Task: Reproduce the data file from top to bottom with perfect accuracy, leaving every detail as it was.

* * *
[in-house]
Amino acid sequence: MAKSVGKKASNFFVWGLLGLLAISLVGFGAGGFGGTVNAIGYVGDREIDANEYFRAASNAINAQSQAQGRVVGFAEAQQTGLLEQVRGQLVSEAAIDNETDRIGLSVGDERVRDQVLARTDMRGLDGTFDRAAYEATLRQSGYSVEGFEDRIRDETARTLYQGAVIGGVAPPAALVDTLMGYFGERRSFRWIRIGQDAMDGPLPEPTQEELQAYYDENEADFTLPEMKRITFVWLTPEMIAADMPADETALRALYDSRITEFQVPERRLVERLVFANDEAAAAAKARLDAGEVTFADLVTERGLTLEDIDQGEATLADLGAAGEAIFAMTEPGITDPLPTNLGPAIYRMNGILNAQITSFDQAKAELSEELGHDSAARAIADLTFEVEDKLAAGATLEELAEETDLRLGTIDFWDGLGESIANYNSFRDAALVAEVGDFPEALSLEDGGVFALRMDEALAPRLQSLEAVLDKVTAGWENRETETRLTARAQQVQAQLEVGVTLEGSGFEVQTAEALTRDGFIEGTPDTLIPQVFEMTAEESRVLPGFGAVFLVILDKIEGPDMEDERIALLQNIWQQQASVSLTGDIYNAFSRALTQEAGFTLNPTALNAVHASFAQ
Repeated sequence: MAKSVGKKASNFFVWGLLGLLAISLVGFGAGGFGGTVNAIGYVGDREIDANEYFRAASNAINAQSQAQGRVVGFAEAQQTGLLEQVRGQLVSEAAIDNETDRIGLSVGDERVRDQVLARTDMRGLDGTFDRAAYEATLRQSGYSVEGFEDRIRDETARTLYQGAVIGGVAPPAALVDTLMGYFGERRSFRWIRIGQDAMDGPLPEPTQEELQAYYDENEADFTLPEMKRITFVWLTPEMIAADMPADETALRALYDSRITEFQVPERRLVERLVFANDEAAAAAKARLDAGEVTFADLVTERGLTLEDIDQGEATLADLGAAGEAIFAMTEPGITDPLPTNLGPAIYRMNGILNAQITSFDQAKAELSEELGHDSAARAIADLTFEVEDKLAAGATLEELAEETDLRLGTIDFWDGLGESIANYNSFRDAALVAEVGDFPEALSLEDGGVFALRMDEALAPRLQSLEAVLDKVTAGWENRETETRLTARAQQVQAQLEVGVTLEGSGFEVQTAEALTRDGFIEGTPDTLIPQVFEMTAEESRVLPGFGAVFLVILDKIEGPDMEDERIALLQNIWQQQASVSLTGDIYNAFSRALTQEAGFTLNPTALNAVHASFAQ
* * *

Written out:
[in-house]
Amino acid sequence: MAKSVGKKASNFFVWGLLGLLAISLVGFGAGGFGGTVNAIGYVGDREIDANEYFRAASNAINAQSQAQGRVVGFAEAQQTGLLEQVRGQLVSEAAIDNETDRIGLSVGDERVRDQVLARTDMRGLDGTFDRAAYEATLRQSGYSVEGFEDRIRDETARTLYQGAVIGGVAPPAALVDTLMGYFGERRSFRWIRIGQDAMDGPLPEPTQEELQAYYDENEADFTLPEMKRITFVWLTPEMIAADMPADETALRALYDSRITEFQVPERRLVERLVFANDEAAAAAKARLDAGEVTFADLVTERGLTLEDIDQGEATLADLGAAGEAIFAMTEPGITDPLPTNLGPAIYRMNGILNAQITSFDQAKAELSEELGHDSAARAIADLTFEVEDKLAAGATLEELAEETDLRLGTIDFWDGLGESIANYNSFRDAALVAEVGDFPEALSLEDGGVFALRMDEALAPRLQSLEAVLDKVTAGWENRETETRLTARAQQVQAQLEVGVTLEGSGFEVQTAEALTRDGFIEGTPDTLIPQVFEMTAEESRVLPGFGAVFLVILDKIEGPDMEDERIALLQNIWQQQASVSLTGDIYNAFSRALTQEAGFTLNPTALNAVHASFAQ
Repeated sequence: MAKSVGKKASNFFVWGLLGLLAISLVGFGAGGFGGTVNAIGYVGDREIDANEYFRAASNAINAQSQAQGRVVGFAEAQQTGLLEQVRGQLVSEAAIDNETDRIGLSVGDERVRDQVLARTDMRGLDGTFDRAAYEATLRQSGYSVEGFEDRIRDETARTLYQGAVIGGVAPPAALVDTLMGYFGERRSFRWIRIGQDAMDGPLPEPTQEELQAYYDENEADFTLPEMKRITFVWLTPEMIAADMPADETALRALYDSRITEFQVPERRLVERLVFANDEAAAAAKARLDAGEVTFADLVTERGLTLEDIDQGEATLADLGAAGEAIFAMTEPGITDPLPTNLGPAIYRMNGILNAQITSFDQAKAELSEELGHDSAARAIADLTFEVEDKLAAGATLEELAEETDLRLGTIDFWDGLGESIANYNSFRDAALVAEVGDFPEALSLEDGGVFALRMDEALAPRLQSLEAVLDKVTAGWENRETETRLTARAQQVQAQLEVGVTLEGSGFEVQTAEALTRDGFIEGTPDTLIPQVFEMTAEESRVLPGFGAVFLVILDKIEGPDMEDERIALLQNIWQQQASVSLTGDIYNAFSRALTQEAGFTLNPTALNAVHASFAQ